Although hiring someone to help with household work will free your time for pursuing other tasks, it also creates a tax reporting burden that causes problems if overlooked. A domestic helper is normally your employee and you face requirements for withholding and remitting taxes on the worker’s earnings. The only exception is hiring a business or independent contractor engaged in the trade of providing domestic help. Unlike employees, these service providers have authority over how work is performed, such as scheduling and providing their own supplies.
You must pay both the employer and employee shares of taxes. You can either withhold the employee’s share of taxes from the wages paid or pay the employee’s portion of taxes with your own money as if you had withheld. Remitting the taxes requires you to obtain an employer identification number from the Internal Revenue Service by applying online or submitting Form SS-4. You also need to complete a Form I-9 with the worker to confirm employee identity. Some states also require that you obtain workers’ compensation insurance.
Taxes on Wages
Paying wages of at least $1,800 to domestic help in 2012 necessitates payment of taxes for Social Security and Medicare. This threshold amount can change each year. In addition, the tax rate is subject to adjustment. For 2012, the employee share of Social Security tax is 4.2 percent of wages and the employer part is 6.2 percent. Medicare taxes of 2.9 percent are equally divided between worker and employer. You don’t need to withhold federal income tax for domestic help unless the employee requests it by providing a Form W-4.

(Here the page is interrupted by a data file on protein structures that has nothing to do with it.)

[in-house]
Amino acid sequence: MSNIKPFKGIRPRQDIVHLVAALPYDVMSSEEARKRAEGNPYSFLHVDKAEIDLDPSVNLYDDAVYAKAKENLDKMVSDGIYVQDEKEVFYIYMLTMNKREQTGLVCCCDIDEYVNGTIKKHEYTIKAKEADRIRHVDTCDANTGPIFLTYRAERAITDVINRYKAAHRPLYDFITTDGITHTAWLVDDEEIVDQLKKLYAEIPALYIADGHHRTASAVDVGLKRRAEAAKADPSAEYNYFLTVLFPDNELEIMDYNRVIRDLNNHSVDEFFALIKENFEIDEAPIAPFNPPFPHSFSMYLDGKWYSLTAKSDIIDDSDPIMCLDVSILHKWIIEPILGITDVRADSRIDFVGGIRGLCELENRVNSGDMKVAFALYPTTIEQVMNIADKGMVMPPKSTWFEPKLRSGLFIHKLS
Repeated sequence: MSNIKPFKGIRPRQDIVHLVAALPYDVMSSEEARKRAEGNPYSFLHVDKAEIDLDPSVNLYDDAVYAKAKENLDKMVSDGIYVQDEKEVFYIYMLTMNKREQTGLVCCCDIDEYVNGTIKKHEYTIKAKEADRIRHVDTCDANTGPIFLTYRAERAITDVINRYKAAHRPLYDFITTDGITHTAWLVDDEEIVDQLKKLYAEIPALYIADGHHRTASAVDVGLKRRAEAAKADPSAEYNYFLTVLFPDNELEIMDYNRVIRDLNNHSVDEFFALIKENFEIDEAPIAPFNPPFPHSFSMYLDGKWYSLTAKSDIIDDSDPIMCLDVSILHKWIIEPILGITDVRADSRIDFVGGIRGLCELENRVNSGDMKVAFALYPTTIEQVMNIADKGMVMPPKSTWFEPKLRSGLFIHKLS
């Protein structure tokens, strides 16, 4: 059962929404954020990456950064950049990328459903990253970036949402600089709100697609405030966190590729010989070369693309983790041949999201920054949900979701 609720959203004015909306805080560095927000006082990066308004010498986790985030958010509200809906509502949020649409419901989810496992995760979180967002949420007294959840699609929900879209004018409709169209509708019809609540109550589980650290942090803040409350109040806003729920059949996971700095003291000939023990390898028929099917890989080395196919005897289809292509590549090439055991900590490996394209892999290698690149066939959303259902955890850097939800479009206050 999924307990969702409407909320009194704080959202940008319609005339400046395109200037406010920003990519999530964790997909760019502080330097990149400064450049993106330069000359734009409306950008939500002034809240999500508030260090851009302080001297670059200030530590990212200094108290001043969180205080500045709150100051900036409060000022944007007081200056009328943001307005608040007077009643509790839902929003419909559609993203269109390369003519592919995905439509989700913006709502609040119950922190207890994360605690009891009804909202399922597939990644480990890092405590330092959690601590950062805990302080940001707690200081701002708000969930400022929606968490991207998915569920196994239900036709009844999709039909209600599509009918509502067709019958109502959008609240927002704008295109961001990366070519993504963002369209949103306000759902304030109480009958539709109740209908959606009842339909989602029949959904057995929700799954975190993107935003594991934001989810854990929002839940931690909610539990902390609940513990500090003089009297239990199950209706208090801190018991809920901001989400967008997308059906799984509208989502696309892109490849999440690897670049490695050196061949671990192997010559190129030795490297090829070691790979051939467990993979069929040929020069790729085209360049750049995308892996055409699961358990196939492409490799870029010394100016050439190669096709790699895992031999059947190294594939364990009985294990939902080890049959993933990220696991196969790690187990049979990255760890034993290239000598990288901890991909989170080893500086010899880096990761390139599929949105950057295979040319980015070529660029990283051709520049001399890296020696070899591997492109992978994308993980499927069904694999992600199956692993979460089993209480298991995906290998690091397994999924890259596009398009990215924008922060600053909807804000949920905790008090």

An employer incurs two components of unemployment taxes -- one paid to the federal government and another for the state. The federal tax is payable on the first $7,000 of wages only. Most states assess the tax on slightly higher wages, but maximums vary. Although the federal rate is 6 percent of wages, a credit is provided for payment of state unemployment up to 5.4 percent. The result is a net federal unemployment tax rate of 0.6 percent. Some states also assess other taxes on employers. All state assessments are paid separately from federal taxes.
You can report on your federal income tax return both your share of federal employment taxes plus amounts you withheld from worker wages. Use Schedule H to report wages paid to domestic help. Lines on this form state the percentages needed to calculate each type of tax. Total taxes on Schedule H will decrease your tax refund or cause you to owe a tax payment by the filing deadline. Alternatively, if you already pay and report employment taxes as a business or farm employer, you can include federal taxes associated with domestic help.
Give each domestic employee an annual Form W-2, which reports wages and withheld taxes. Include taxes you should have withheld but did not because you chose to remit them with your own funds. The IRS provides blank W-2s along with filing instructions and mailing address. Mail the W-2s to the Social Security Administration by the end of February, but give employees their W-2 copies by the end of January. If you are a business or farm employer and included domestic help in the tax payments and reports with other workers, include the W-2s of domestic employees with your business or farm W-2s.
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